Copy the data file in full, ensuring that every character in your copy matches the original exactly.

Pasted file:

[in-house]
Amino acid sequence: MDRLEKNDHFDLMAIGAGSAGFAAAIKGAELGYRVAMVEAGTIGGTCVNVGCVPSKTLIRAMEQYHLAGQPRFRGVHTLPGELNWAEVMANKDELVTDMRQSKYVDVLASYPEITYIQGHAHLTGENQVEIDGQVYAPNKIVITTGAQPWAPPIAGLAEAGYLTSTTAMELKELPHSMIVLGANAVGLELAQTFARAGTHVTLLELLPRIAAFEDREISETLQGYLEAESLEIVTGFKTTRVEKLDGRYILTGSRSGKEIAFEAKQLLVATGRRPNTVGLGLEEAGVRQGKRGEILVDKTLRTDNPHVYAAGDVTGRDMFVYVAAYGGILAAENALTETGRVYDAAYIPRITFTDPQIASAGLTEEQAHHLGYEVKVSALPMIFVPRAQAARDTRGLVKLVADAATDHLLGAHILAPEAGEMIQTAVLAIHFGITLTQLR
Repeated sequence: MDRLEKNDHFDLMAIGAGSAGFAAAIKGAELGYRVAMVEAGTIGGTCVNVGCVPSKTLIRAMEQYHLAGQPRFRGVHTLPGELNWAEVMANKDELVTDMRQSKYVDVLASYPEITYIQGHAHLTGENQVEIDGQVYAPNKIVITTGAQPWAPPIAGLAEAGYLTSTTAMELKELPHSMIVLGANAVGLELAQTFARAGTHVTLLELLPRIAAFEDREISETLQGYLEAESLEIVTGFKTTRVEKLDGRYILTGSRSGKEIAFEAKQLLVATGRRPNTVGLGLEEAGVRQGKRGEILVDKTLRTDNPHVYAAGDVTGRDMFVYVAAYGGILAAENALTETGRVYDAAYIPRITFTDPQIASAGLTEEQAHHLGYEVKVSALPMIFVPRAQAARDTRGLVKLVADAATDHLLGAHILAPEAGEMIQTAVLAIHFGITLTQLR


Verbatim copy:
[in-house]
Amino acid sequence: MDRLEKNDHFDLMAIGAGSAGFAAAIKGAELGYRVAMVEAGTIGGTCVNVGCVPSKTLIRAMEQYHLAGQPRFRGVHTLPGELNWAEVMANKDELVTDMRQSKYVDVLASYPEITYIQGHAHLTGENQVEIDGQVYAPNKIVITTGAQPWAPPIAGLAEAGYLTSTTAMELKELPHSMIVLGANAVGLELAQTFARAGTHVTLLELLPRIAAFEDREISETLQGYLEAESLEIVTGFKTTRVEKLDGRYILTGSRSGKEIAFEAKQLLVATGRRPNTVGLGLEEAGVRQGKRGEILVDKTLRTDNPHVYAAGDVTGRDMFVYVAAYGGILAAENALTETGRVYDAAYIPRITFTDPQIASAGLTEEQAHHLGYEVKVSALPMIFVPRAQAARDTRGLVKLVADAATDHLLGAHILAPEAGEMIQTAVLAIHFGITLTQLR
Repeated sequence: MDRLEKNDHFDLMAIGAGSAGFAAAIKGAELGYRVAMVEAGTIGGTCVNVGCVPSKTLIRAMEQYHLAGQPRFRGVHTLPGELNWAEVMANKDELVTDMRQSKYVDVLASYPEITYIQGHAHLTGENQVEIDGQVYAPNKIVITTGAQPWAPPIAGLAEAGYLTSTTAMELKELPHSMIVLGANAVGLELAQTFARAGTHVTLLELLPRIAAFEDREISETLQGYLEAESLEIVTGFKTTRVEKLDGRYILTGSRSGKEIAFEAKQLLVATGRRPNTVGLGLEEAGVRQGKRGEILVDKTLRTDNPHVYAAGDVTGRDMFVYVAAYGGILAAENALTETGRVYDAAYIPRITFTDPQIASAGLTEEQAHHLGYEVKVSALPMIFVPRAQAARDTRGLVKLVADAATDHLLGAHILAPEAGEMIQTAVLAIHFGITLTQLR